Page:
Whoah. Wait a moment, here. I actually like this cloudy day shot, to the point that I think that the cloudiness makes the image better than it would be if there were sunny blue skies with no clouds. I had yet to learn the formula for getting good train pictures under cloudy skies, and if I could say that I learned it at some particular point in time and if I could say that that point was the third of three days of lessons that built up to that final lesson, then this image on this day is right in the middle of that process, the second of three critical days that led me to embrace cloudy-sky train photograph; the first of those days was two months to the day before this date, when I got some great images under cloudy skies on Rich Mountain, despite me being disappointed in the cloudy weather of that day, and the third-and-final date, the day on which the lesson would truly start to sink in, would come in another two months near the same mountains.
So, good ol’ Chacahoula, Louisiana, has something in common with Rich Mountain, Arkansas, that helped me figure out the merits of – or when one can succeed at – cloudy day railroad-photography; can you figure out what it is?
Anyway, here is a heavily cropped version of the above image, showing the smiling Conductor Chip!
As usual, he has his feet propped up on the window! That my be my first digital image that clearly shows Chip’s face, even though that was not my goal in taking the picture, but, coincidentally, there is another metaphor here that explains my development as a railroad photographer. Note, please, that I am photographing the Chip Local today only because the Lockport Branch was not served today; note, too, that I photographed action on the Lockport Branch thrice in the last week, and in none of those photo essays did you see any images of the Chip Local; note, furthermore, that I photographed the Lockport Branch because my beloved Napoleonville Branch, the railroad of my earliest days, was gone then and had been for a decade; note, additionally, that I have more recently – starting in the latter part of 2011 – become known for photographing the Chip Local and Chip himself, a fact that is connected to the other facts mentioned in this long sentence.
Inasmuch as it was even possible, the Chip Local would, for me, basically come to play the role that the branchline trains had played for me, even, in most cases, more than the L&D trains around Raceland did, since they were now almost entirely lease hopper cars and tank cars; the Chip Local usually looked cooler than the post-Valentine-Paper L&D trains of Raceland looked, since the Chip Local looked more like Valentine trains than did the post-Valentine-Paper Raceland L&D trains! Post-Valentine-Paper, the Chip Local was the closest thing that I had to the branchline trains of my youth, but-and I was also coming to appreciate a train of which I had known since the late 1990s when I started driving an automobile; only starting in the latter half of 2011 did I start making any effort to photograph Chip himself!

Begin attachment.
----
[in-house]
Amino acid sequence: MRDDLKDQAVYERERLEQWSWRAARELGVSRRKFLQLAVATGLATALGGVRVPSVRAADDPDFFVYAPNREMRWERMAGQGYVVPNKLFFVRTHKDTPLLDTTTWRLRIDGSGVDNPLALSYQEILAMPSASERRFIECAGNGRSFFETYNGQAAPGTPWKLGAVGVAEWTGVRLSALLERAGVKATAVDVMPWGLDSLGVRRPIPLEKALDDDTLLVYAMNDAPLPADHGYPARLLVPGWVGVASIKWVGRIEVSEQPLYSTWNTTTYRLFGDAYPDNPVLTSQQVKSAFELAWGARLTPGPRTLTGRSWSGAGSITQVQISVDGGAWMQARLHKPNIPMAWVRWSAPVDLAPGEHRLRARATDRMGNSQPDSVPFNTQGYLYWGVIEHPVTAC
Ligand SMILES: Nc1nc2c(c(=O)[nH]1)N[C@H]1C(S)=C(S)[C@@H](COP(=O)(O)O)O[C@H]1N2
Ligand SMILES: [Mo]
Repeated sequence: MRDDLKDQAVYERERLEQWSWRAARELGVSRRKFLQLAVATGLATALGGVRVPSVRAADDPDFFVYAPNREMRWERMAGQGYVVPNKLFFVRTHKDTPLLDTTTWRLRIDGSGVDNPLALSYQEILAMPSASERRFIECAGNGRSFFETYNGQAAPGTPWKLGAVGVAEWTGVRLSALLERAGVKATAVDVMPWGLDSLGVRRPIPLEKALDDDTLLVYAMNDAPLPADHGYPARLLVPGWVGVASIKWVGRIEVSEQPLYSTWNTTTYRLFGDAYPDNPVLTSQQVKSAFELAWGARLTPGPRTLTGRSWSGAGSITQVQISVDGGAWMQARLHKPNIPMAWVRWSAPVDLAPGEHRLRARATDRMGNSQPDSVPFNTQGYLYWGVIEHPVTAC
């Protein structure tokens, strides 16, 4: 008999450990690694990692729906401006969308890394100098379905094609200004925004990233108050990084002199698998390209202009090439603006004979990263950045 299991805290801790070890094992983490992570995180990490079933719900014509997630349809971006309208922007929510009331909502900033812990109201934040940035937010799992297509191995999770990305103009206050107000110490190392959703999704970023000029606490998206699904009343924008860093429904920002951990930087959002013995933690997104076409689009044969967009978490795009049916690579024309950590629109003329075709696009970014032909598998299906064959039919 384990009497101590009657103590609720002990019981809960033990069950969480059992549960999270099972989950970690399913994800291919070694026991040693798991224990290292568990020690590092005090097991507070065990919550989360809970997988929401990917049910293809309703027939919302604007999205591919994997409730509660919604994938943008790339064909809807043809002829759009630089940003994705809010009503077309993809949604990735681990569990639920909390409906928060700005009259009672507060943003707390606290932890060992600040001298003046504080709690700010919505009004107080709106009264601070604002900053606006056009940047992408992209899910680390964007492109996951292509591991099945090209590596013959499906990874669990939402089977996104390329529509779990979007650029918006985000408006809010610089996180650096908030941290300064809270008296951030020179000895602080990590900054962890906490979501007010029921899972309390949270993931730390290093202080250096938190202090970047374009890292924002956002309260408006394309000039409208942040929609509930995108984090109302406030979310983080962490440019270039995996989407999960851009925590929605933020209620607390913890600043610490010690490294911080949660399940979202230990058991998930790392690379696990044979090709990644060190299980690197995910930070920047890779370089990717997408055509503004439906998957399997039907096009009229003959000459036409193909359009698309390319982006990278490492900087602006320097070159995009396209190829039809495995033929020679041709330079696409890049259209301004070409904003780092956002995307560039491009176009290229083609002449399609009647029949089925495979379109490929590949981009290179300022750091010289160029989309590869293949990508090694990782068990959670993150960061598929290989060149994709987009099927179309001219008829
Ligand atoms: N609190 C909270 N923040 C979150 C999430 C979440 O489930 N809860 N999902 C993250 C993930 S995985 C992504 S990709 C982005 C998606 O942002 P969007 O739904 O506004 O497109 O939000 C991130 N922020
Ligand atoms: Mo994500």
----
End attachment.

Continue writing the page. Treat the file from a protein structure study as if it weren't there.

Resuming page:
So, there is a deeper meaning to today’s story of me chasing the Chip Local instead of chasing a train down the Lockport Branch as I would have preferred to do; in just a few short years, I wouldn’t have a choice anymore, and the Chip Local would be the most interesting game in town, the neatest remaining local train in this area.
One year to the day later, though, I’d be out of the country photographing something very different – while still very familiar – when I visited Kansas City Southern de México’s main yard in Monterrey!
Taken about a second after the previous picture, this next image – presented in color, unlike the prior image – also shows the power of cloudy-day photography under certain conditions.
See, with the conversion of the prior image to greyscale, I was following a long-standing practice (not unique to me) of converting to greyscale for images that were not made in good lighting conditions, and, up until today, that would mean cloudy images such as these Chacahoula images; it was today that I truly realized – or truly began to realize – that I actually could get pleasing, presentable, powerful images under cloudy skies, but I’d learn why two months later.
I actually chased this train to Morgan City, but I present not images of them here, because they are bad; in those cases, cloudy skies actually did make them bad.
As I saw it here, this train was pulling four empty flatcars, apparently from Metals USA in Waggaman.
Next, we are back in Schriever, and Old Man Tabor and I are watching the eastbound Sunset Limited arrive.
A few passengers would alight here.
Yeah, the lighting isn’t working that great here.
We’re ending the day with some love.
So, life happens in Schriever on the second-to-last day of 2005.
Can you feel the love?
Passengers alighted, the train departs.
And that was it for the day; I then returned to New Orleans for a party at the lady friend’s place. On the way back east, I saw the LLS51 arrive in Avondale at 19:00. It was pulling 13 cars, including the four empty flat cars with which I saw it arrive westbound in Schriever earlier and that you saw in the pictures; I don’t recall if that 13 included the two cars that the L&D left for it in Raceland this morning, as seen in image 004089.
Stay tuned for a brief article tomorrow to finish off 2005.